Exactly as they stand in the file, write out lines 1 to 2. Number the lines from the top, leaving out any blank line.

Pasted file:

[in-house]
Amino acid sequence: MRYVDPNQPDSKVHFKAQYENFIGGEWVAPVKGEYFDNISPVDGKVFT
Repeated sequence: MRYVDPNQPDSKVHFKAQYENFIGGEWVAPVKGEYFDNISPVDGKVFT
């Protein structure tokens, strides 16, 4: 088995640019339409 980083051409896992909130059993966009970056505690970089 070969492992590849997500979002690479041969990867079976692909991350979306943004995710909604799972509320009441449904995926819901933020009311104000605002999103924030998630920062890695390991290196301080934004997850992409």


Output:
[in-house]
Amino acid sequence: MRYVDPNQPDSKVHFKAQYENFIGGEWVAPVKGEYFDNISPVDGKVFT